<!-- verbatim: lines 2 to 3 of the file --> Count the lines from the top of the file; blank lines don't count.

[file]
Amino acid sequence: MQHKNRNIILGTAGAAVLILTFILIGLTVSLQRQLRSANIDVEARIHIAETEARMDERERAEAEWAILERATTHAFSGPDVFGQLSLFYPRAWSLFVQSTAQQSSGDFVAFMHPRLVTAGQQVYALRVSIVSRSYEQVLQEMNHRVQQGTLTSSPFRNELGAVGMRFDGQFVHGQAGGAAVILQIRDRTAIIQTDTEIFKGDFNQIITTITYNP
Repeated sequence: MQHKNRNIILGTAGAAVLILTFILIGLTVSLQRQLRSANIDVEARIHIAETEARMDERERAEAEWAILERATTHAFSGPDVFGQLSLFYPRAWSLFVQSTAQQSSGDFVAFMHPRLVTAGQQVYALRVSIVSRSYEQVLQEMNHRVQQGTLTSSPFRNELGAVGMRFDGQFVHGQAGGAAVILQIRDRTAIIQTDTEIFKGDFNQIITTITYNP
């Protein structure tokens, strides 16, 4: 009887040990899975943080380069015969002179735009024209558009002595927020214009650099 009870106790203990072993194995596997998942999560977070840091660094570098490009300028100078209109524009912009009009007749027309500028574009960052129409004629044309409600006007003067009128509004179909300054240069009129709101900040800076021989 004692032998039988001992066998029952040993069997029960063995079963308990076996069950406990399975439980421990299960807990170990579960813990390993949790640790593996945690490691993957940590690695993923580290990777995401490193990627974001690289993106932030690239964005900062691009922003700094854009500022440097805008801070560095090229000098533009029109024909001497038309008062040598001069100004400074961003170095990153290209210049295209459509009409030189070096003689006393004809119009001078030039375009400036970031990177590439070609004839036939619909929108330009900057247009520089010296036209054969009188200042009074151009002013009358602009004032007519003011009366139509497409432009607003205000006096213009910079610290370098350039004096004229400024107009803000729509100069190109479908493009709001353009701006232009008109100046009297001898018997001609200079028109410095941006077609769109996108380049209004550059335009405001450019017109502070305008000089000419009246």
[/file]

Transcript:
Repeated sequence: MQHKNRNIILGTAGAAVLILTFILIGLTVSLQRQLRSANIDVEARIHIAETEARMDERERAEAEWAILERATTHAFSGPDVFGQLSLFYPRAWSLFVQSTAQQSSGDFVAFMHPRLVTAGQQVYALRVSIVSRSYEQVLQEMNHRVQQGTLTSSPFRNELGAVGMRFDGQFVHGQAGGAAVILQIRDRTAIIQTDTEIFKGDFNQIITTITYNP
């Protein structure tokens, strides 16, 4: 009887040990899975943080380069015969002179735009024209558009002595927020214009650099 009870106790203990072993194995596997998942999560977070840091660094570098490009300028100078209109524009912009009009007749027309500028574009960052129409004629044309409600006007003067009128509004179909300054240069009129709101900040800076021989 004692032998039988001992066998029952040993069997029960063995079963308990076996069950406990399975439980421990299960807990170990579960813990390993949790640790593996945690490691993957940590690695993923580290990777995401490193990627974001690289993106932030690239964005900062691009922003700094854009500022440097805008801070560095090229000098533009029109024909001497038309008062040598001069100004400074961003170095990153290209210049295209459509009409030189070096003689006393004809119009001078030039375009400036970031990177590439070609004839036939619909929108330009900057247009520089010296036209054969009188200042009074151009002013009358602009004032007519003011009366139509497409432009607003205000006096213009910079610290370098350039004096004229400024107009803000729509100069190109479908493009709001353009701006232009008109100046009297001898018997001609200079028109410095941006077609769109996108380049209004550059335009405001450019017109502070305008000089000419009246």